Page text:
Most people can expect to deal with hearing loss in the course of normally long lives. 50% of people in their 70’s suffer from it, as do 80% of people in their 80’s. Unfortunately, besides being troublesome, it appears that hearing loss can have a direct causal effect on dementia, as well as other bad outcomes. (See the table in our post Nine Factors Contributing to Dementia — You Can Manage Them. Hearing loss, at 9%, is the largest factor.)
1,164 participants (average age 73.5) in a 24-year longitudinal study underwent assessments for hearing acuity and cognitive function between the years 1992 to 1996. All of them were followed for up to 24 years with up to five subsequent cognitive assessments at approximately four-year intervals. None used a hearing aid.
Almost half of the participants had mild hearing impairment, with almost 17% suffering moderate-to-severe hearing loss. Those with more serious hearing impairment showed worse cognitive performance at the initial visit. Hearing impairment was associated with greater decline in performance on cognitive tests over time, both for those with mild hearing impairment and those with more severe hearing impairment.
Here are two media articles on the work:
With age comes hearing loss and a greater risk of cognitive decline
How hearing impairment is associated with cognitive decline
Here is the abstract of the original research article:
Hearing impairment and cognitive decline in older, community-dwelling adults.
Similar conclusions arise from a study of 8 years of data from more than 10,000 men. The study compared the effects of hearing loss with measures of subjective cognitive decline, which is changes in memory and thinking that people notice in themselves.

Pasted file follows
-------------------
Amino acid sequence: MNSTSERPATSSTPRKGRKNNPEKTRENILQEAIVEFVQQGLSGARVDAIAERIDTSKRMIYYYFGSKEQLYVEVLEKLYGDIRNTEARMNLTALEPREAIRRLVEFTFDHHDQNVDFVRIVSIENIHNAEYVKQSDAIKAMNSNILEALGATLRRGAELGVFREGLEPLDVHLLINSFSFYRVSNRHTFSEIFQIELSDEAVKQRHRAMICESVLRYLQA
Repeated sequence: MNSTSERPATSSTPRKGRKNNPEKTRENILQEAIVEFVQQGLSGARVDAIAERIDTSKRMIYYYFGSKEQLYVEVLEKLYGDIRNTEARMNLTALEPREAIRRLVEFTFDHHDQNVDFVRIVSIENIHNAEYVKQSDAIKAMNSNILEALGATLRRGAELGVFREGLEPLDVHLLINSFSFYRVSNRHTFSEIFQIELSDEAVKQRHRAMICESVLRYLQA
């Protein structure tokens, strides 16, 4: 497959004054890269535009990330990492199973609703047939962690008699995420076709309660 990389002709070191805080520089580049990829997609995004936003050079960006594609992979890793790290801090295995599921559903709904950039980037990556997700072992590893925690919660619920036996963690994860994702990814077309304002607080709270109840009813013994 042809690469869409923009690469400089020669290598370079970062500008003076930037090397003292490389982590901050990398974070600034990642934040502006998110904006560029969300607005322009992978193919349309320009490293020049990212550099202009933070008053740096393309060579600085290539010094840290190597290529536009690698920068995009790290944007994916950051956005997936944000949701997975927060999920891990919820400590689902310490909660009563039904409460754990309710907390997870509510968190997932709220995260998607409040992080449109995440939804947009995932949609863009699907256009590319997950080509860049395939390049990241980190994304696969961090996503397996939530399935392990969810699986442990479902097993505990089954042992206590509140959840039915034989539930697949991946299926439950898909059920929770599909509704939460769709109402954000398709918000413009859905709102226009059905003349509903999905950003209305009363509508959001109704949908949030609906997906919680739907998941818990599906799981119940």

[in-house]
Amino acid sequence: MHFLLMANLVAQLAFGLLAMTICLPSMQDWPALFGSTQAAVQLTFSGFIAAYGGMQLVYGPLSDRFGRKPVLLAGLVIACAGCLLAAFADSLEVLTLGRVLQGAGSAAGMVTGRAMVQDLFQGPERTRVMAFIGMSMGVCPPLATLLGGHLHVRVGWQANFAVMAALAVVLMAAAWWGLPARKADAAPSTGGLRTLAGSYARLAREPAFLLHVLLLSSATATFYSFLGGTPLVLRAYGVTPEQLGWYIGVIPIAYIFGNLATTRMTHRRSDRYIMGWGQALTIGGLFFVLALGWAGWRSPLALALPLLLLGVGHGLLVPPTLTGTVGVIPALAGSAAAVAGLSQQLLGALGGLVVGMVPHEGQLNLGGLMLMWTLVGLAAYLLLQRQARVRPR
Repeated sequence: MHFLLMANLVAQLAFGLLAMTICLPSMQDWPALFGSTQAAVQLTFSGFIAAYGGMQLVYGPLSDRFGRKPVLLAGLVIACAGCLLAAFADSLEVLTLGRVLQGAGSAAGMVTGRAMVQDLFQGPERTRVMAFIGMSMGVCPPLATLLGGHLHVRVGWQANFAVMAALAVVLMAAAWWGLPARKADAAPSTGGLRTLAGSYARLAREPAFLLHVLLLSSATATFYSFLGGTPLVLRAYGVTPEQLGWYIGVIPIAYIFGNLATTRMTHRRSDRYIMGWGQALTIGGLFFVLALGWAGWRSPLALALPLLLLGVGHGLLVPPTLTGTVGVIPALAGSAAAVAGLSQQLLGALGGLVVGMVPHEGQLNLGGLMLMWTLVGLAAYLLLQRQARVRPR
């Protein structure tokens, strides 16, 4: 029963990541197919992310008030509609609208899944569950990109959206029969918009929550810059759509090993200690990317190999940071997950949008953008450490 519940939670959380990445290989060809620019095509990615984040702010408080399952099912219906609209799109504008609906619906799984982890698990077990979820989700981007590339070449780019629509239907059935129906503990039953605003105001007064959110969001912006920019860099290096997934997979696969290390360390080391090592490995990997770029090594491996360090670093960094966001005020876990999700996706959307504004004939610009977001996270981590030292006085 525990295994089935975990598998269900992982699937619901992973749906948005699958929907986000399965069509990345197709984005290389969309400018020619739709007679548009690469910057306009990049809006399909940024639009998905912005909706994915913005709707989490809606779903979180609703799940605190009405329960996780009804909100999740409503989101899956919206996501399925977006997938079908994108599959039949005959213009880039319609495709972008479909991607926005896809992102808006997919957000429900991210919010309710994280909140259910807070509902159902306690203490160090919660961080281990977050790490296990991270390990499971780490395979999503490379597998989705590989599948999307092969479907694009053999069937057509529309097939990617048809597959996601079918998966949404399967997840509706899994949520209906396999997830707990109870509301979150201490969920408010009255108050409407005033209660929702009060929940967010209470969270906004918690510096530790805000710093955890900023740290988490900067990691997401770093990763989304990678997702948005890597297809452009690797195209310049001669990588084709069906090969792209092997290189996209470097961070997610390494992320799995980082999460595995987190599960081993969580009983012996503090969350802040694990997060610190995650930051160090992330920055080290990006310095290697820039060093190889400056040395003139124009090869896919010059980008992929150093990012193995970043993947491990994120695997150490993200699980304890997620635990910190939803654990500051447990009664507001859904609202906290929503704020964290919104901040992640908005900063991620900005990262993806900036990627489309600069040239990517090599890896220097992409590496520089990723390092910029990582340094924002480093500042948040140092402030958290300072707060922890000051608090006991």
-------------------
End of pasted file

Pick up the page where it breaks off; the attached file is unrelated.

The risk of subjective cognitive decline was 30 percent higher among men with mild hearing loss, compared with those with no hearing loss, while for men with moderate or severe hearing loss, the risk was between 42 and 54 percent higher.
Hearing loss and cognitive decline: Study probes link
Longitudinal study of hearing loss and subjective cognitive function decline in men
In another study that covered over 154,000 adults 50 and older who had health insurance claims, but no evidence of hearing device use, researchers found that untreated hearing loss increased the risk of developing dementia by 50 percent and depression by 40 percent in just five years when compared to those without hearing loss. This study also demonstrated a clear association between untreated hearing loss and not only an increased risk of dementia and depression, but also falls and even cardiovascular diseases.
Here are three media articles on this study:
Hearing Loss Threatens Mind, Life and Limb
Higher risk of dementia and depression with an untreated hearing loss
Hearing Loss in Older Adults Linked to Depression, Dementia Among Other Comorbidities
Here is the original research publication:
Incident Hearing Loss and Comorbidity: A Longitudinal Administrative Claims Study
There is concrete evidence that using hearing aids can slow the rate of cognitive decline, as shown by two recent research studies.
Here is a review discussion of the first research publication on hearing aids:
Evidence that Hearing Aids Could Slow Cognitive Decline in Later Life
First research article:
Longitudinal Relationship Between Hearing Aid Use and Cognitive Function in Older Americans
Here are media articles about the second research publication on hearing aids:
Hearing aids linked to lower risk of dementia, depression and falls
Hearing aids lower the chance of dementia, depression, and falling
Second research article:
Can Hearing Aids Delay Time to Diagnosis of Dementia, Depression, or Falls in Older Adults?
Finally, we note a study, closely related to the “Administrative Claims Study” above, which shows that untreated hearing loss tends to lead to higher health care costs over time. (Users of hearing aids were not considered in the study, so, as yet, one cannot conclude that hearing aid use might lower costs, though that might be a reasonable inference.)
Patients with untreated hearing loss incur higher health care costs over time
Trends in Health Care Costs and Utilization Associated With Untreated Hearing Loss Over 10 Years